The holiday of Passover commemorates the official birth of the Jewish nation. Its essence is to bring recognition that we can move from that which limits our growth and potential into a state of physical and spiritual freedom.
Since the ninth century CE, the Passover Haggadah (story) has been read out loud at the start of the holiday by Jewish families throughout the world. It describes the slavery of the Israelites in ancient Egypt through their liberation 210 years later. It tells how individual Israelites became a family and then a great nation.
Yet, for thousands of children in Israel, there is no sense of family or redemption. Less than a quarter of the children taken out of dysfunctional or dangerous home environments by the Israeli Welfare and Social Services Ministry are placed in foster care.
Recognizing that every child deserves a warm environment and a hopeful future, The Summit Institute, established in 1973, does all it can to remedy this situation. The organization rescues and cares for Israeli babies and children who have suffered severe abuse, neglect and tragedy.
“We are presently tending to some 750 at-risk Israeli children who have been removed from their homes,” shared Orit Amiel, Director of The Summit Institute’s Foster Care Services with Breaking Israel News. “We also provide counseling and guidance for young adults coping with mental illness through our in-community rehabilitation programs.”
In order to raise awareness about the need to help Israel’s most vulnerable children, The Summit Institute produced a unique Passover Haggadah for the upcoming holiday. With both English and Hebrew traditional text, it includes heartfelt drawings and photographs along with relevant sayings from some of Summit’s children who dream of a better future.
“We felt that the Passover Haggadah, with its theme of trauma to triumph, best represents the work of The Summit Institute,” noted Amiel to Breaking Israel News. “Just like the ancient Hebrews in Egypt, Summit children come from difficult backgrounds and pray for freedom and recovery. Just like the ancient Hebrews who had to adjust to life in the Holy Land, we provide the therapies and counseling to help these children integrate into normative, healthy and active lives.”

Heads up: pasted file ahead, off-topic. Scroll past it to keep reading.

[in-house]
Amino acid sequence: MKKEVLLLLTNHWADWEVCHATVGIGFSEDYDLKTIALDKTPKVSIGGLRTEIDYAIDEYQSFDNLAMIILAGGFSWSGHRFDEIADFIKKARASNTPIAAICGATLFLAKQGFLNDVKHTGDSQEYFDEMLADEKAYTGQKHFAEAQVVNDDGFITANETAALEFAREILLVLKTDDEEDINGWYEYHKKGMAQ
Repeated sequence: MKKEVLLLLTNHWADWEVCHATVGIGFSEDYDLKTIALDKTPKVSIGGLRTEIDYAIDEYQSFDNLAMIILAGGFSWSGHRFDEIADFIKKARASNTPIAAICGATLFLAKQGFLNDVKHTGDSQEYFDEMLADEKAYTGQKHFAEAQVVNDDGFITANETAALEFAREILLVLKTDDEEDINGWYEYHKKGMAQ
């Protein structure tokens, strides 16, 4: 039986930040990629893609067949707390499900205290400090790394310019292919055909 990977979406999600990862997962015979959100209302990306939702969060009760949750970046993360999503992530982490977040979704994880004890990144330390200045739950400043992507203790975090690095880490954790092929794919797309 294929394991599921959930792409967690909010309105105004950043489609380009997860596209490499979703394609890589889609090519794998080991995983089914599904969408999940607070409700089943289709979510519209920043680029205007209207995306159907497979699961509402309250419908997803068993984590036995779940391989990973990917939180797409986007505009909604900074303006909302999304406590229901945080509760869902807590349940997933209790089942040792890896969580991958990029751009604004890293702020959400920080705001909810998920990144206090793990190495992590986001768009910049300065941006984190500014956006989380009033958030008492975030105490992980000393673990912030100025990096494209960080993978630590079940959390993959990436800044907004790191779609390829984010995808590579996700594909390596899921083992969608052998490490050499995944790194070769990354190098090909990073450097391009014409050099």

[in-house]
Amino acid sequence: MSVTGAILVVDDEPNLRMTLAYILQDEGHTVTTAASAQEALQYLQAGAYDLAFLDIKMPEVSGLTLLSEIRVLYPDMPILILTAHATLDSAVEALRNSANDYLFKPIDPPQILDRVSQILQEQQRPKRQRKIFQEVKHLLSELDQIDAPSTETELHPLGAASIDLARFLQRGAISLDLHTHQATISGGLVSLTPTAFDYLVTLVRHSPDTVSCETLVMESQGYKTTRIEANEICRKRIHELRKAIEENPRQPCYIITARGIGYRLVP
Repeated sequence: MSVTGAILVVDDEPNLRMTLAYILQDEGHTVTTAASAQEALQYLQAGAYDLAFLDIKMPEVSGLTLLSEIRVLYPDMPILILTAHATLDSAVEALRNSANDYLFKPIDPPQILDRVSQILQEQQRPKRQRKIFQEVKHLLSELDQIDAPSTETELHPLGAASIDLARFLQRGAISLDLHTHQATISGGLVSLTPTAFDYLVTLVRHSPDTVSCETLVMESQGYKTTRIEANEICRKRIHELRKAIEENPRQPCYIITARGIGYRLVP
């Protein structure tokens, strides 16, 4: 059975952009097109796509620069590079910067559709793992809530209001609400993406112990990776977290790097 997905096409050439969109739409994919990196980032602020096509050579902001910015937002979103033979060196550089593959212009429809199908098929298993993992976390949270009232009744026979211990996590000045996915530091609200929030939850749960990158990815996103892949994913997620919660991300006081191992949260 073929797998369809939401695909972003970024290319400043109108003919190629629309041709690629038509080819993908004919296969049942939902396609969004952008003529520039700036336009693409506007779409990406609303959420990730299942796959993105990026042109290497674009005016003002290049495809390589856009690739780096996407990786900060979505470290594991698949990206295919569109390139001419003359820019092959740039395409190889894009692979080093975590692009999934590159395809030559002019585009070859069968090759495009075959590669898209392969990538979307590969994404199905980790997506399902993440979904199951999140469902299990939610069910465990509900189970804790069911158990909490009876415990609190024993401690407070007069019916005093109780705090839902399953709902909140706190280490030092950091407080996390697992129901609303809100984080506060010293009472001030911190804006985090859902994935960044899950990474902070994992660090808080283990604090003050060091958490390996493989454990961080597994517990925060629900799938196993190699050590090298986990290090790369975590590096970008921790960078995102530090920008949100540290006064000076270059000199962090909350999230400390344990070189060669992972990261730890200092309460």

The Haggadah is more than just a historic document. Biblical doctrines state that at the festive Passover meal (seder), when the Haggadah is read, it is particularly important for families to unite and for parents to teach their children about God’s miraculous ways, Biblical values, and gratefulness for all that we have. But, for children removed from their homes, receiving these lessons is difficult.
“The Haggadah’s main purpose is to clarify who we are, where we come from, and what we stand for,” explained Amiel. “For Summit’s children, the answers to these questions are not forthcoming. Part of our work is to establish a more positive path for these children to grab hold of.”
The Passover story highlights the most dramatic turn of events in the history of mankind. In a moment, the Israelites moved from the bitterness of slavery to the glory of freedom. Bitter herbs are eaten at the start of the seder and then a festive feast is served as a metaphor for this experience.
“Summit children pray every day that redemption will come in a moment, similar to what happened in the Passover story,” expressed Amiel to Breaking Israel News. “Every day The Summit Institute does what we can to free children bound by their suffering so that they can achieve a bright future.”